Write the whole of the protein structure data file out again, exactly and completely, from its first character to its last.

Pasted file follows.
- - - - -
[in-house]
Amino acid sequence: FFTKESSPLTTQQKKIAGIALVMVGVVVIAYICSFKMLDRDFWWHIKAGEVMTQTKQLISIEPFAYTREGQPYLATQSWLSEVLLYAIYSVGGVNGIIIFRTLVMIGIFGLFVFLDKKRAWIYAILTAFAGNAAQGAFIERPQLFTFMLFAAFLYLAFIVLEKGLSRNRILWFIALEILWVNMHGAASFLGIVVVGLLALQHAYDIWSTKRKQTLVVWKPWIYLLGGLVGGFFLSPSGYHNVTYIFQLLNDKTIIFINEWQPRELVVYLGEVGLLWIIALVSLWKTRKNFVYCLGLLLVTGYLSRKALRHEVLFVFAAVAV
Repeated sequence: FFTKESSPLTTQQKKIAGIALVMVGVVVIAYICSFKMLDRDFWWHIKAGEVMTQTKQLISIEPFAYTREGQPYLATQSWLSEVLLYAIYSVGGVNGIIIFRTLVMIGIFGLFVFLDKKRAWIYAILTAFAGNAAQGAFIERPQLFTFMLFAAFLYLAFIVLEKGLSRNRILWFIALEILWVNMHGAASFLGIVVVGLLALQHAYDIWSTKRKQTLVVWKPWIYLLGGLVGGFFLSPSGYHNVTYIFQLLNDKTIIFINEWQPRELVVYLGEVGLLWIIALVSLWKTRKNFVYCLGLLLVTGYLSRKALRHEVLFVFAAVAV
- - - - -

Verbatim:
[in-house]
Amino acid sequence: FFTKESSPLTTQQKKIAGIALVMVGVVVIAYICSFKMLDRDFWWHIKAGEVMTQTKQLISIEPFAYTREGQPYLATQSWLSEVLLYAIYSVGGVNGIIIFRTLVMIGIFGLFVFLDKKRAWIYAILTAFAGNAAQGAFIERPQLFTFMLFAAFLYLAFIVLEKGLSRNRILWFIALEILWVNMHGAASFLGIVVVGLLALQHAYDIWSTKRKQTLVVWKPWIYLLGGLVGGFFLSPSGYHNVTYIFQLLNDKTIIFINEWQPRELVVYLGEVGLLWIIALVSLWKTRKNFVYCLGLLLVTGYLSRKALRHEVLFVFAAVAV
Repeated sequence: FFTKESSPLTTQQKKIAGIALVMVGVVVIAYICSFKMLDRDFWWHIKAGEVMTQTKQLISIEPFAYTREGQPYLATQSWLSEVLLYAIYSVGGVNGIIIFRTLVMIGIFGLFVFLDKKRAWIYAILTAFAGNAAQGAFIERPQLFTFMLFAAFLYLAFIVLEKGLSRNRILWFIALEILWVNMHGAASFLGIVVVGLLALQHAYDIWSTKRKQTLVVWKPWIYLLGGLVGGFFLSPSGYHNVTYIFQLLNDKTIIFINEWQPRELVVYLGEVGLLWIIALVSLWKTRKNFVYCLGLLLVTGYLSRKALRHEVLFVFAAVAV